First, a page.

CHICAGO — The American Medical Association (AMA) today announced an editorial update to Current Procedural Terminology (CPT®), the nation’s leading medical terminology code set for describing health care procedures and services, that includes new product and administration codes assigned to the Moderna COVID-19 vaccine for children 6 months through 5 years old.
The provisional CPT codes are effective for use on the condition that Moderna’s pediatric COVID-19 vaccine candidate is granted an Emergency Use Authorization by the U.S. Food and Drug Administration (FDA). The AMA is publishing the CPT code update now to ensure electronic systems across the U.S. health care system are prepared in advance for the potential FDA authorization.
“Authorization of a vaccine for children age 5 and younger would be another important milestone in the fight against COVID-19,” said AMA President Gerald Harmon, M.D. “Extending COVID-19 vaccination protection to approximately 18 million young children will significantly reduce their risk of COVID-19 infection, hospitalization, and death, and give their parents incredible peace of mind. We strongly urge all parents to get their infants and toddlers vaccinated as soon as they are eligible for a COVID-19 vaccine.”
CPT codes clinically distinguish each coronavirus vaccine and dosing schedule to allow for data-driven tracking, reporting and analysis that supports planning and allocation during the public health response to the pandemic. To date, 38 CPT codes have been created for reporting COVID-19 vaccines.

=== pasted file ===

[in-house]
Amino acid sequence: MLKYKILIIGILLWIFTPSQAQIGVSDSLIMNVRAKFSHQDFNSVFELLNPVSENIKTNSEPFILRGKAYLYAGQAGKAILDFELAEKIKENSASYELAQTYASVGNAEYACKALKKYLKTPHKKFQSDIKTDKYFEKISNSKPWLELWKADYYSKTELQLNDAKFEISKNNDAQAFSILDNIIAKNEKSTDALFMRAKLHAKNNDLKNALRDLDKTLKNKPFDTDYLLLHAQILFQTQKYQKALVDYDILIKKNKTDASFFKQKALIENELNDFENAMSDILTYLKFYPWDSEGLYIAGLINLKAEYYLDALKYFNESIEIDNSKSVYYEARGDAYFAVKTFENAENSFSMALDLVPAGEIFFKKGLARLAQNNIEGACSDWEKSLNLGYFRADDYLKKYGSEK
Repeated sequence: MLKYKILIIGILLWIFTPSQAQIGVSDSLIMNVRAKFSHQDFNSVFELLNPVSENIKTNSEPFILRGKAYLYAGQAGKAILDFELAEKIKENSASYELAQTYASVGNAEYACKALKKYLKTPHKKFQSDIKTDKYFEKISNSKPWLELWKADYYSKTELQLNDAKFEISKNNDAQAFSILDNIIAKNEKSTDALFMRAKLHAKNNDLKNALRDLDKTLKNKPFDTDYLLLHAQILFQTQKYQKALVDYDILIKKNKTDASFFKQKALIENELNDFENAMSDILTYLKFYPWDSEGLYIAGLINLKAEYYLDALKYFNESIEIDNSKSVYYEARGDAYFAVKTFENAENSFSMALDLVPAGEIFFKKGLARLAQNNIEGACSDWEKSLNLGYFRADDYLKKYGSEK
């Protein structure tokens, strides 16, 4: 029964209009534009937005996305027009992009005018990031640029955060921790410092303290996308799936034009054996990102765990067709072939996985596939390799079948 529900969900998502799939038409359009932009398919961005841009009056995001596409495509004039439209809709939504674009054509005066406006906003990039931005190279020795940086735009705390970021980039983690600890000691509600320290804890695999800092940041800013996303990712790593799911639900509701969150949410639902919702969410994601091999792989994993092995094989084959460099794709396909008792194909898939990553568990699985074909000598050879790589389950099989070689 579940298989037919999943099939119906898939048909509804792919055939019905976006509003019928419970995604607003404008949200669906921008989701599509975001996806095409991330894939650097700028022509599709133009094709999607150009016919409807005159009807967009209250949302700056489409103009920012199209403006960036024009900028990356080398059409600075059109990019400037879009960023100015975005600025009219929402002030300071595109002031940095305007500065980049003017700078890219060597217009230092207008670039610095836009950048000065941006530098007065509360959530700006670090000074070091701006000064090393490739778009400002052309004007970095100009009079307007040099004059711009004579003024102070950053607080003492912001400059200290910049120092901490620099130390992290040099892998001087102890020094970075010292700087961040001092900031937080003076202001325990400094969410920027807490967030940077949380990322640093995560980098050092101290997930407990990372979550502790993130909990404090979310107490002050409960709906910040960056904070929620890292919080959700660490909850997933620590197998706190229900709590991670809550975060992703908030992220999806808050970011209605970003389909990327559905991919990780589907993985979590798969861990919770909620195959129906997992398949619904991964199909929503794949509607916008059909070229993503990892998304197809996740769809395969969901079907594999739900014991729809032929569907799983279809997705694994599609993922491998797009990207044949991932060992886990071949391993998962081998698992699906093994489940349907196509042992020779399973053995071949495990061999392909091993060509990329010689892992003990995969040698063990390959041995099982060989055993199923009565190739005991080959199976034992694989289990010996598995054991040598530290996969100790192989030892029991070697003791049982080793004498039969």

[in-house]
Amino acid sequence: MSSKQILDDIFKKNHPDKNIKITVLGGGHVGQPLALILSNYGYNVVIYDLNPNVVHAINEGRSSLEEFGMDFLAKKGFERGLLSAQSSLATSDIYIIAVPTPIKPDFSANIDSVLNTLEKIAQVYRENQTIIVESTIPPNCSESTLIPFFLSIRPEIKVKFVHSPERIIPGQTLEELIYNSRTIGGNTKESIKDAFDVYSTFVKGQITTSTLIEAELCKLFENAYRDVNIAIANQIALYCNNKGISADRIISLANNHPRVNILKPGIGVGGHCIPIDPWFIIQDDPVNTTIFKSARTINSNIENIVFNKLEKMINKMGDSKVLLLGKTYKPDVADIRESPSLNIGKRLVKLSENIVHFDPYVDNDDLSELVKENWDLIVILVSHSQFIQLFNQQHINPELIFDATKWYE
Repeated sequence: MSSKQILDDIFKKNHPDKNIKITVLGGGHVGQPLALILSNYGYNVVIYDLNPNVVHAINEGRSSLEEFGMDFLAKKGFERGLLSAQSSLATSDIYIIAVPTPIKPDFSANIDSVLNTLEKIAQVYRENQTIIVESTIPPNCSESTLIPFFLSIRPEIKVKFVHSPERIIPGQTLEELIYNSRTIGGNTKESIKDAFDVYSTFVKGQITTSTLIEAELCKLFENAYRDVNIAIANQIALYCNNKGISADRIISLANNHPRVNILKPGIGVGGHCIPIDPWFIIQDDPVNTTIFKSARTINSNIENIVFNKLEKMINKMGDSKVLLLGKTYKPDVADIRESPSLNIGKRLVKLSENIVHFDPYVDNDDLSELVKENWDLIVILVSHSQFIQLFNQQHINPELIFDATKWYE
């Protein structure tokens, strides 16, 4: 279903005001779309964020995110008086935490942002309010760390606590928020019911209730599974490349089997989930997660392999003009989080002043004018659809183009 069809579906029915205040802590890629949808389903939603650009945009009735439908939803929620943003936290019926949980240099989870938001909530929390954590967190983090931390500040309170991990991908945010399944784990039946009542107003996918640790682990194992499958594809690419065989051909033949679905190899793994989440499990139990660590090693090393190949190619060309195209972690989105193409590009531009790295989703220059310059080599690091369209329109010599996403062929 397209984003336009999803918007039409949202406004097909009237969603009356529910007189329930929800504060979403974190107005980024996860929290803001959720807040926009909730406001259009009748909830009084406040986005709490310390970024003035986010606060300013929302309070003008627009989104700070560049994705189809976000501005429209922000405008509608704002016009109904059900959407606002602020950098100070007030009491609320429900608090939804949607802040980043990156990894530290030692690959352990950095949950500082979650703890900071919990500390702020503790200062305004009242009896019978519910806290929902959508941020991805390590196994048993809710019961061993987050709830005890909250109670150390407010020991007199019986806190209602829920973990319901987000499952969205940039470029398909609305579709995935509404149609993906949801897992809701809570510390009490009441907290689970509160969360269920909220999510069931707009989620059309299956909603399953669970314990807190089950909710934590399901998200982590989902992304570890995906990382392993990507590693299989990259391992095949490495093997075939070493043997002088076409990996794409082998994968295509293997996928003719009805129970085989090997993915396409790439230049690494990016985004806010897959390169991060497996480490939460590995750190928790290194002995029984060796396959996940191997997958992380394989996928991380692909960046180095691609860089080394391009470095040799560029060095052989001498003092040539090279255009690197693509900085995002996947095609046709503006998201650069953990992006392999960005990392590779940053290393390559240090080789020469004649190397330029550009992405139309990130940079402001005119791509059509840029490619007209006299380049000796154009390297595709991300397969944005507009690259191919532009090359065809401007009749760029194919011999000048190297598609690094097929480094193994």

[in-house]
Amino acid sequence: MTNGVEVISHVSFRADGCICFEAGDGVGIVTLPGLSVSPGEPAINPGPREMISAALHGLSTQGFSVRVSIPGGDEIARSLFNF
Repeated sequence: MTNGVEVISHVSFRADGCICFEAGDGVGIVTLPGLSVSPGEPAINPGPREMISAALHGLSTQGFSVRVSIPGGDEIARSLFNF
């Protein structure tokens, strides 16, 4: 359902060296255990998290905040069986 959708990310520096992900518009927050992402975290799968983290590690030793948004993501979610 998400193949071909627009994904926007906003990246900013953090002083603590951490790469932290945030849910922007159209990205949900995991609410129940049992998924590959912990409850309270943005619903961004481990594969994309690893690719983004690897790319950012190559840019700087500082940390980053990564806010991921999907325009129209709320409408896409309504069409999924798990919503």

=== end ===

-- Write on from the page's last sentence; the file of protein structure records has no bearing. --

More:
To help ensure accurate coding and reporting of COVID-19 vaccines and immunization services, the AMA offers a vaccine code finder resource to help identify the appropriate CPT code combination for the type and dose of COVID-19 vaccine provided to each patient.
For quick reference, the new product code and administration codes assigned to the Moderna COVID-19 vaccine for children in the age range of 6 months to 5 years are:
91311 Severe acute respiratory syndrome coronavirus 2 (SARS-CoV-2) (coronavirus disease [COVID-19]) vaccine, mRNA-LNP, spike protein, preservative free, 25 mcg/0.25 mL dosage, for intramuscular use
0111A Immunization administration by intramuscular injection of severe acute respiratory syndrome coronavirus 2 (SARS-CoV-2) (coronavirus disease [COVID-19]) vaccine, mRNA-LNP, spike protein, preservative free, 25 mcg/0.25 mL dosage; first dose
0112A Immunization administration by intramuscular injection of severe acute respiratory syndrome coronavirus 2 (SARS-CoV-2) (coronavirus disease [COVID-19]) vaccine, mRNA-LNP, spike protein, preservative free, 25 mcg/0.25 mL dosage; second dose
Short, medium and long descriptors for all the new vaccine-specific CPT codes can be accessed on the AMA website, along with other recent modifications to the CPT code set that have helped streamline the public health response to the SARS-CoV-2 virus and the COVID-19 disease.
Changes to the CPT code set are considered through an open editorial process managed by the CPT Editorial Panel that collects broad input from the health care community and beyond to ensure CPT content reflects the coding demands of digital health, precision medicine, augmented intelligence, and other aspects of a modern health care system. This rigorous editorial process keeps the CPT code set current with contemporary medical science and technology so it can fulfill its vital role as the trusted language of medicine today and the code to its future.
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Robert J. Mills
ph: (312) 464-5970
About the American Medical Association
The American Medical Association is the physicians’ powerful ally in patient care. As the only medical association that convenes 190+ state and specialty medical societies and other critical stakeholders, the AMA represents physicians with a unified voice to all key players in health care. The AMA leverages its strength by removing the obstacles that interfere with patient care, leading the charge to prevent chronic disease and confront public health crises and, driving the future of medicine to tackle the biggest challenges in health care.